Department of Economics
University of Delaware
Working Paper #2008-06
Prices for Paintings by African American Artists and Their Contemporaries: Does Race Matter?
(Revision of Working Paper No. 2006-06)
Richard Agnello and Xiaowen Xu
This paper investigates the
extent that economic markets have incorporated mainstream artistic acceptance of
African American art. Price levels and movements for paintings by African
American artists versus their white contemporaries are compared using auction
data from 1972 to 2004. Means in the aggregate as well as individually are found
to be significantly lower for African American artists in almost every case.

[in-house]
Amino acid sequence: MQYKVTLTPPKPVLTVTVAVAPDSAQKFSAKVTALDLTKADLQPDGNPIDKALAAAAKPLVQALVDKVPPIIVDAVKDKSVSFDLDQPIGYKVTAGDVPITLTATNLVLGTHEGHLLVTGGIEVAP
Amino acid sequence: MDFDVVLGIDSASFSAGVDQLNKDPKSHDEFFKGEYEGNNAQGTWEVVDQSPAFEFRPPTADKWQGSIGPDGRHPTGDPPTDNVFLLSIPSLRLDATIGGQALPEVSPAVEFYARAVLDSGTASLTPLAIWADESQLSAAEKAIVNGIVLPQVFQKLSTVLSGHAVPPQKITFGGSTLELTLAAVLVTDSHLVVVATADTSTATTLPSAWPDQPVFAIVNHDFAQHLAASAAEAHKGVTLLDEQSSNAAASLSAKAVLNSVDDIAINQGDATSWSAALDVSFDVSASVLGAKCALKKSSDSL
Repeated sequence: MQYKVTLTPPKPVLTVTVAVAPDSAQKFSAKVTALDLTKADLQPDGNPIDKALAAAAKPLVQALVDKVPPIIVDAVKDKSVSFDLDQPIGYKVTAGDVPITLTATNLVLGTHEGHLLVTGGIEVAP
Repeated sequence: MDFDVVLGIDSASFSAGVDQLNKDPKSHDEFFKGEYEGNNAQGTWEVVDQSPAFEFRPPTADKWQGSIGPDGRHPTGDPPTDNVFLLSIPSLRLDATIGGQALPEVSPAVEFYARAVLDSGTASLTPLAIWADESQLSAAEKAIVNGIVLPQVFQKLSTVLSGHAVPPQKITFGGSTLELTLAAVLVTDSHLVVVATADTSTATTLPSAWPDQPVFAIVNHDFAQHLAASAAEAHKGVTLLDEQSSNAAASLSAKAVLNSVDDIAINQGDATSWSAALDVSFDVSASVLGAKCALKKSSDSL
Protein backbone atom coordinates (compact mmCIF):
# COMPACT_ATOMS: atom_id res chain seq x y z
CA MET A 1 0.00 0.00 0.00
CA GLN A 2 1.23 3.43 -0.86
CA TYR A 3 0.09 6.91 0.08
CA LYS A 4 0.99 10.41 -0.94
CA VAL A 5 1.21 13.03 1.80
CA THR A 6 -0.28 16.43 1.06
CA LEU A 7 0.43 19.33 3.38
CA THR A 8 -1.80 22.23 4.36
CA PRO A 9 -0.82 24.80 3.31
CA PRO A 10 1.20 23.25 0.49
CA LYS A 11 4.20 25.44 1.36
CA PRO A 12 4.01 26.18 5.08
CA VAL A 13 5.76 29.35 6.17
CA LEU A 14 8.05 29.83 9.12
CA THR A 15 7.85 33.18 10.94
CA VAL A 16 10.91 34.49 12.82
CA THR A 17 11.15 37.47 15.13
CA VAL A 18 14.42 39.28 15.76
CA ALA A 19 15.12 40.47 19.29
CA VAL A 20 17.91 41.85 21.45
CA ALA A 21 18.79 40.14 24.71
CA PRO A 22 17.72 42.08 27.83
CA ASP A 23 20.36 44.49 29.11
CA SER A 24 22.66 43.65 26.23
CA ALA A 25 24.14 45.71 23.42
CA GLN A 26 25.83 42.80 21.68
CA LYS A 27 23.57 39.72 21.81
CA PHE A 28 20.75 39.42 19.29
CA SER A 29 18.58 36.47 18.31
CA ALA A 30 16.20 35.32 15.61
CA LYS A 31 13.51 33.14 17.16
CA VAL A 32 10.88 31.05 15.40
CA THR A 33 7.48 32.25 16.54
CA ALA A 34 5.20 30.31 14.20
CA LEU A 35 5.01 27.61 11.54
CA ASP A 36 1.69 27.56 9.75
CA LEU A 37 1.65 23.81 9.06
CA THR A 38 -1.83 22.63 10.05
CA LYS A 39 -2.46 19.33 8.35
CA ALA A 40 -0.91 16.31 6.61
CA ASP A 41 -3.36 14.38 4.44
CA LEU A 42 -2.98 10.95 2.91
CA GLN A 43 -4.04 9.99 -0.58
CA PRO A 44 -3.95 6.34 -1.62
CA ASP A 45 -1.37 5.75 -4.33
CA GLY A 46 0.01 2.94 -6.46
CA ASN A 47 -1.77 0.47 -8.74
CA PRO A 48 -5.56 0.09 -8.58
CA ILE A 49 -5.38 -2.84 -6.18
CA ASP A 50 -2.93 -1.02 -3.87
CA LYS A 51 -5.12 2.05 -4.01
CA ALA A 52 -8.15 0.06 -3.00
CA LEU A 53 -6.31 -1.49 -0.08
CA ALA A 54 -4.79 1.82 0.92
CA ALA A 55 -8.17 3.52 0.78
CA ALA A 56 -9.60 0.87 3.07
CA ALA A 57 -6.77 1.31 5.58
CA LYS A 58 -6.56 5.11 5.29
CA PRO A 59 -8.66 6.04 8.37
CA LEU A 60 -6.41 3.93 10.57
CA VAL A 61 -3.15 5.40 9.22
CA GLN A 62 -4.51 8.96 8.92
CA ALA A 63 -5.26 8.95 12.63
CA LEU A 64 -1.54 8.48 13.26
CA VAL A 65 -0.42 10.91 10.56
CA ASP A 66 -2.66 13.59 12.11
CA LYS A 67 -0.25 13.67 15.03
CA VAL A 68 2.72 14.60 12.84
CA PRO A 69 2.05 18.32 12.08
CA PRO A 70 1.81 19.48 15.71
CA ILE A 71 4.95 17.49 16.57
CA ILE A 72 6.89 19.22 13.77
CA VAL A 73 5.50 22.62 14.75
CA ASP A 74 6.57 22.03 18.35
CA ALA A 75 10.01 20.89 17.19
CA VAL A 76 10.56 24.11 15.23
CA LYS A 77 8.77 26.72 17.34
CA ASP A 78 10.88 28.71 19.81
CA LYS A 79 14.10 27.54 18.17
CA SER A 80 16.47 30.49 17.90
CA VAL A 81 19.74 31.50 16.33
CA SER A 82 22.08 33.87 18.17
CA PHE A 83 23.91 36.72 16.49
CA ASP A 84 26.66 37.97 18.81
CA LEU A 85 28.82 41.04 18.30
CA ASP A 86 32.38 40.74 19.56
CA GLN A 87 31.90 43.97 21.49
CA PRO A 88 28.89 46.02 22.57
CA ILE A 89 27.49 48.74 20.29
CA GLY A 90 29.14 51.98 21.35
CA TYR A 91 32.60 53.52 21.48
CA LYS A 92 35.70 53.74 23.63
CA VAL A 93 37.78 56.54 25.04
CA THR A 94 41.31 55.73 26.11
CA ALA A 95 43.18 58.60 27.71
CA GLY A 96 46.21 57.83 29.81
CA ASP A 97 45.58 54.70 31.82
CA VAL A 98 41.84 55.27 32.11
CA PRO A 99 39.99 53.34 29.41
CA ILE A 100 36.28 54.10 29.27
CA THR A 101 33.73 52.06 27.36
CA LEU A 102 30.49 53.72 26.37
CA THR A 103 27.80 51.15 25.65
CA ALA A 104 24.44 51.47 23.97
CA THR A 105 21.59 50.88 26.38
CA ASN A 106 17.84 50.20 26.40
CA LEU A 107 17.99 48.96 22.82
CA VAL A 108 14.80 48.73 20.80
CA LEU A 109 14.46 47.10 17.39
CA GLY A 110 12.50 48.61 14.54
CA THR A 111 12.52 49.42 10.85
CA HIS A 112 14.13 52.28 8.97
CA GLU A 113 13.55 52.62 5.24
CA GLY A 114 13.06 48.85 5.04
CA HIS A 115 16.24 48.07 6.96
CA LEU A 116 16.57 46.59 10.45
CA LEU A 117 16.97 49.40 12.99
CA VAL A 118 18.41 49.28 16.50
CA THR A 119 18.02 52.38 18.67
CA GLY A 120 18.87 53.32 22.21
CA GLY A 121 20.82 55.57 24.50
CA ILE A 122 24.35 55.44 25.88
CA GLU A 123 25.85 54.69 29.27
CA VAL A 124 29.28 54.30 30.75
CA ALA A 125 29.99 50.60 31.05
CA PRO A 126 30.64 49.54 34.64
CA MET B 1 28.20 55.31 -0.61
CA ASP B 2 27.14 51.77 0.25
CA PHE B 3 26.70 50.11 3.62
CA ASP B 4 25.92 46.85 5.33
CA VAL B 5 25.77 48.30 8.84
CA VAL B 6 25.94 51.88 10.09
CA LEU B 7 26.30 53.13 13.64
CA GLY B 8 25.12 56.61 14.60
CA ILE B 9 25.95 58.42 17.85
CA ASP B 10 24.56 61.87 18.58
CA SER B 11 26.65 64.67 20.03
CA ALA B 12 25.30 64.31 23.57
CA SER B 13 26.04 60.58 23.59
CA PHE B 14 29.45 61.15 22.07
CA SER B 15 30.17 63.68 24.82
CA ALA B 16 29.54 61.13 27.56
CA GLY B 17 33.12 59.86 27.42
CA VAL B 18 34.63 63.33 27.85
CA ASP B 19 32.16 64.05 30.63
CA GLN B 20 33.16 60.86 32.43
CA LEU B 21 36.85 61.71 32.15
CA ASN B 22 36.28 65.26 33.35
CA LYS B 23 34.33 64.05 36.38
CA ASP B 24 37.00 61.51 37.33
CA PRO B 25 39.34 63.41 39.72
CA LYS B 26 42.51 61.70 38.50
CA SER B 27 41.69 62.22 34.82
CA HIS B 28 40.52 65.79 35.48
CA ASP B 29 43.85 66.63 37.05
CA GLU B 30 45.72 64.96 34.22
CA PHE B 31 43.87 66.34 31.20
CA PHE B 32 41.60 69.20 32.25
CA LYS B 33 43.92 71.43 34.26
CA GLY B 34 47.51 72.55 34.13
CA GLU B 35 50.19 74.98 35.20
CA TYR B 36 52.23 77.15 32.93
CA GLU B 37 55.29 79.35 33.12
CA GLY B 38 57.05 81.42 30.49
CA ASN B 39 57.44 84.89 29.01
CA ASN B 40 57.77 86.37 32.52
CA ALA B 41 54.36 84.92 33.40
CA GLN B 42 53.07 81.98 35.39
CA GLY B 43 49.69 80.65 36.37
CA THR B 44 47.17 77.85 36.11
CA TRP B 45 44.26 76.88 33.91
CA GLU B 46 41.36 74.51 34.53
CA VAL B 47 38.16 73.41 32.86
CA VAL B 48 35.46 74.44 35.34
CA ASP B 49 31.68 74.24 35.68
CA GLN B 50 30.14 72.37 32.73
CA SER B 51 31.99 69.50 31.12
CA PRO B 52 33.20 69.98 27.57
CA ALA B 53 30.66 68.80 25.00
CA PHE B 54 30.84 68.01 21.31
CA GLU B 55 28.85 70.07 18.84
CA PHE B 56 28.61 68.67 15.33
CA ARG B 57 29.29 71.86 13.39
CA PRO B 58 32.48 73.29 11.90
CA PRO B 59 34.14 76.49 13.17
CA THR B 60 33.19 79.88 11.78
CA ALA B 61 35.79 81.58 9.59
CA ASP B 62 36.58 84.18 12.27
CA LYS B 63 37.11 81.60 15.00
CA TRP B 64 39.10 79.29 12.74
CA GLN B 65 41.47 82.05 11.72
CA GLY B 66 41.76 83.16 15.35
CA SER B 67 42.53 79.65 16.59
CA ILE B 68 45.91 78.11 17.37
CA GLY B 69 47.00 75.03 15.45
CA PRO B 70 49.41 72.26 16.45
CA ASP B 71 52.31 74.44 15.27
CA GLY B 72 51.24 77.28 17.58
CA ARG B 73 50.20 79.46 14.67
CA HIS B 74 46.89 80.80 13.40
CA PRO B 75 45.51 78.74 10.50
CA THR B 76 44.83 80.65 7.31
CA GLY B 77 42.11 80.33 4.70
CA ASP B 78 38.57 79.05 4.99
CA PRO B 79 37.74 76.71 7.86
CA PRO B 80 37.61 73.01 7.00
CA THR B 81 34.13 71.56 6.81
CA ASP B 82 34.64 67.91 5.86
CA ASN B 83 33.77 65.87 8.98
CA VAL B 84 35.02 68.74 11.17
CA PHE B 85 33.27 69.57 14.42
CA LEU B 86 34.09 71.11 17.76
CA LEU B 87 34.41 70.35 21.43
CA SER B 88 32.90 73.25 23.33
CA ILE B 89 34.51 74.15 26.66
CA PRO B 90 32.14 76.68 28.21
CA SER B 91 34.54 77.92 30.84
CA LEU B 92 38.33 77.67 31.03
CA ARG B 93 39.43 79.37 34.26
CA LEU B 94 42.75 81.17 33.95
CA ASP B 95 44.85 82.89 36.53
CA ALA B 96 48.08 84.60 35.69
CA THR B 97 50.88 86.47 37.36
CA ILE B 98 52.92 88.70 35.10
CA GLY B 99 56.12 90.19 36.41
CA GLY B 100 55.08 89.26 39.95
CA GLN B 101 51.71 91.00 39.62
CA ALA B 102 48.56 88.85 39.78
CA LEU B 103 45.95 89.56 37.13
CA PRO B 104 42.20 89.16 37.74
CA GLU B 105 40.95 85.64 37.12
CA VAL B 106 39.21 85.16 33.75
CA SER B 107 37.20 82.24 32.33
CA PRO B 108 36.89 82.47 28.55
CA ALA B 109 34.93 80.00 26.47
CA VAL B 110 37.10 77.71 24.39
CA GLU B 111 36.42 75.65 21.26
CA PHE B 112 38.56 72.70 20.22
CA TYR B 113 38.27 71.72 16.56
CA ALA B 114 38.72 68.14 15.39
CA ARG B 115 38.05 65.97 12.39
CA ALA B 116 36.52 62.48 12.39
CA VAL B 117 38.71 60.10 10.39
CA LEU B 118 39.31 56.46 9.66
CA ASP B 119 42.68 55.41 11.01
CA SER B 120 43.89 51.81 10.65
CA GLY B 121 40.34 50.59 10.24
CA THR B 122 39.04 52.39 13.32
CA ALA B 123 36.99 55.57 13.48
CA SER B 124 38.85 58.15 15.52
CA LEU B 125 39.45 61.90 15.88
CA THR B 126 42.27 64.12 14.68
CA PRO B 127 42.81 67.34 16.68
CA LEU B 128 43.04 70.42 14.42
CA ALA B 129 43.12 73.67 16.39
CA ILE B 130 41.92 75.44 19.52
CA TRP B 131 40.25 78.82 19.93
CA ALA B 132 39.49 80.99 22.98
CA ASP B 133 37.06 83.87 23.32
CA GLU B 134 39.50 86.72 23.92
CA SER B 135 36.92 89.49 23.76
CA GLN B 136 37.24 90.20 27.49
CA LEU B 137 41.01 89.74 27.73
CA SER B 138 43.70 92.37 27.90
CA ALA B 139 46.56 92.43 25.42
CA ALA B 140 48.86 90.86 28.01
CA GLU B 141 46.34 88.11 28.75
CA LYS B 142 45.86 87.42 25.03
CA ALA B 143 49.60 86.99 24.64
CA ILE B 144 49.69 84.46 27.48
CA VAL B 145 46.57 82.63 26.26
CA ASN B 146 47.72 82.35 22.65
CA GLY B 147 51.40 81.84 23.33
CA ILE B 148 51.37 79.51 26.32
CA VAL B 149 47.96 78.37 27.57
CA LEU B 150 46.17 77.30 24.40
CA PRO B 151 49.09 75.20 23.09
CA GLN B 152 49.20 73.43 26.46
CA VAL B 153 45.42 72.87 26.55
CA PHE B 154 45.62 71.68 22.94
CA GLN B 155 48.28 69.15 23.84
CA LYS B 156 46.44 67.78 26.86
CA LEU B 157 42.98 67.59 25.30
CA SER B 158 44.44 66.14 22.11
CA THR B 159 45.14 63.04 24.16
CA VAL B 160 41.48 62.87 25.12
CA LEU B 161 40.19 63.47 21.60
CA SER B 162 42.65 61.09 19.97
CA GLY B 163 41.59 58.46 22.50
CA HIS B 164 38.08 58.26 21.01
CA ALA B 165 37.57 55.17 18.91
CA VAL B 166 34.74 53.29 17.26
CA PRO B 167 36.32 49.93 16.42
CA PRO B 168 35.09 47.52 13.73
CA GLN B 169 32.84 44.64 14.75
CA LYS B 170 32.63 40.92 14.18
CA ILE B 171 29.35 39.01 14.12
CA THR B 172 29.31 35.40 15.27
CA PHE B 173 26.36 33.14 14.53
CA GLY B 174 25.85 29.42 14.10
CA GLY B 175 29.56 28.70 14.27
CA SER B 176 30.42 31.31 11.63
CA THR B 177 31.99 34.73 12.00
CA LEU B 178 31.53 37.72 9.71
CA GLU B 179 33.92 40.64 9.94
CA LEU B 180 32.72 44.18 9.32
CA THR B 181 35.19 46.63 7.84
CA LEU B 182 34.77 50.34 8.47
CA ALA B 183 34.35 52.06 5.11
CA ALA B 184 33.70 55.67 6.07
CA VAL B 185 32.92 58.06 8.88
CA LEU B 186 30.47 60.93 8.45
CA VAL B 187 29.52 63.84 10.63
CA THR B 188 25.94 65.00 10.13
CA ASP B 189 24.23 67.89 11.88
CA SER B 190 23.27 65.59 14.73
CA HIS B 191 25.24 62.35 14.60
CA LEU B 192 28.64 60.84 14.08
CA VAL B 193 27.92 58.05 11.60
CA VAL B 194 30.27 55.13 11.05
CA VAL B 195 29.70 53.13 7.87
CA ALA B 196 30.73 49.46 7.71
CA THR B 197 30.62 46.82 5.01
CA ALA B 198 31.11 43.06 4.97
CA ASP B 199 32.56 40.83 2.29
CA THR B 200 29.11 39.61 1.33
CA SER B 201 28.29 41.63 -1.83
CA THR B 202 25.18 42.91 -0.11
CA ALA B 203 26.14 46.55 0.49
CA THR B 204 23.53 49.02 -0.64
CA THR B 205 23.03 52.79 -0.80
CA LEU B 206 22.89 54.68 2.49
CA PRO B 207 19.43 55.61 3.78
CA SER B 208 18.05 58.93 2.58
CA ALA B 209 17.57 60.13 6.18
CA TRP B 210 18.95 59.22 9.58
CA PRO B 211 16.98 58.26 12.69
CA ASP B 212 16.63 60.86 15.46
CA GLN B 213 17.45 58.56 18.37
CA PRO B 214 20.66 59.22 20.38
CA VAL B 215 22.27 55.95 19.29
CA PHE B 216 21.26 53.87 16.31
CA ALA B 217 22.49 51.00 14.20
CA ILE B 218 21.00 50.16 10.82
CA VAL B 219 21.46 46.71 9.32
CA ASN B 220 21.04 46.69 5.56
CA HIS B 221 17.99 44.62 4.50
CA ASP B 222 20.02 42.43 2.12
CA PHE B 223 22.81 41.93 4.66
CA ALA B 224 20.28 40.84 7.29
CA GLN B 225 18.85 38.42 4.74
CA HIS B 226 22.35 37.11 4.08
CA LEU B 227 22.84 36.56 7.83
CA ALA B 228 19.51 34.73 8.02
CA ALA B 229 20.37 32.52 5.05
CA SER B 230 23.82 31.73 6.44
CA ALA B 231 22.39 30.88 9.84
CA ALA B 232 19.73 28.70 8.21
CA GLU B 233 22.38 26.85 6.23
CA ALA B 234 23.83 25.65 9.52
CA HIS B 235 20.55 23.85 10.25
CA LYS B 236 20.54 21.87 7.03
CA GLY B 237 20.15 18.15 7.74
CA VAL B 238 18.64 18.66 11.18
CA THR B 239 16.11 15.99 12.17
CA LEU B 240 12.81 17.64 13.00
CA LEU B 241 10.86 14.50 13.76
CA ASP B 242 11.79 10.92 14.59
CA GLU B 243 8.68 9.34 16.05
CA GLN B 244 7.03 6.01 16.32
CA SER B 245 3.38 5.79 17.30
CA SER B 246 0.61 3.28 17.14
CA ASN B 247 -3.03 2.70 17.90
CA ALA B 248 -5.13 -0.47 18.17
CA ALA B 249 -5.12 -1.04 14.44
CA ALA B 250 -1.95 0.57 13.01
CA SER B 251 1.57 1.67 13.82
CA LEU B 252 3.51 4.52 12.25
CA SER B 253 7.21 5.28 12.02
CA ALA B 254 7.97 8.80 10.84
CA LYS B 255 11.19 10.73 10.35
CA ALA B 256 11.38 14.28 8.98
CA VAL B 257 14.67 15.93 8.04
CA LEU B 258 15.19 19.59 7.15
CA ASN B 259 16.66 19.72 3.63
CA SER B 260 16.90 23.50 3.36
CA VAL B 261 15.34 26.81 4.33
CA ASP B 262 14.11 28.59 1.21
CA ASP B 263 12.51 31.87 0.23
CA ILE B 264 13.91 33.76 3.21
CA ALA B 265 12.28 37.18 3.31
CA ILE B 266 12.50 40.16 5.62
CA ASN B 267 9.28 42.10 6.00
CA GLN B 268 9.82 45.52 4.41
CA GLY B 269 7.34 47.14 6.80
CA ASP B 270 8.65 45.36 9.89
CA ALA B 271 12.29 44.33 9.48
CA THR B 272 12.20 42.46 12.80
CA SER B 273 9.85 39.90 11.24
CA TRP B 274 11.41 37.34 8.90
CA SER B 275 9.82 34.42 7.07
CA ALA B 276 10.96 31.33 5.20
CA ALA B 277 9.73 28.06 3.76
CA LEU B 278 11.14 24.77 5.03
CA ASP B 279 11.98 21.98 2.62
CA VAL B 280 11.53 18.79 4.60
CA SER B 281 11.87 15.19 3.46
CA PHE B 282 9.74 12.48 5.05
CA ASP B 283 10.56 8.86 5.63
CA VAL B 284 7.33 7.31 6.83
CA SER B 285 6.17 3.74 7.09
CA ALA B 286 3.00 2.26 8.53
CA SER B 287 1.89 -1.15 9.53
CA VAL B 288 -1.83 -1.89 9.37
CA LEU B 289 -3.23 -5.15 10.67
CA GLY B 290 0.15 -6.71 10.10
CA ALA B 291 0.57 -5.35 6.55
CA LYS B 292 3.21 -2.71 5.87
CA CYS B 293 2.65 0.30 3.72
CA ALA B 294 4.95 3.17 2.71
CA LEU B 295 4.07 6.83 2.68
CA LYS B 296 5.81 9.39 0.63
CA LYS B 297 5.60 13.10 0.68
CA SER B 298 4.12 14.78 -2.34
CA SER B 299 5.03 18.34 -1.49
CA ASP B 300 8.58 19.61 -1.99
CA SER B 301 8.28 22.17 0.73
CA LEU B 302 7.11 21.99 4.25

Hedonic regressions are used to refine the statistical analysis by controlling
for factors characterizing the painting and auction environment. In the
regressions significant differences persist between the two groups with African
American artists experiencing lower price levels but higher price appreciation
throughout the period. The price gap thus appears to be narrowing indicating a
possible convergence of economic reality and artistic appreciation. In addition,
the higher investment returns for paintings by African American artists made
them a relatively profitable art niche in recent years and possibly for the
future since economic values have not completely converged for the two groups.
JEL Codes: Z11, G12, D44
Keywords: Economics of Art,
Painting Prices, African American Painters, Hedonic Regression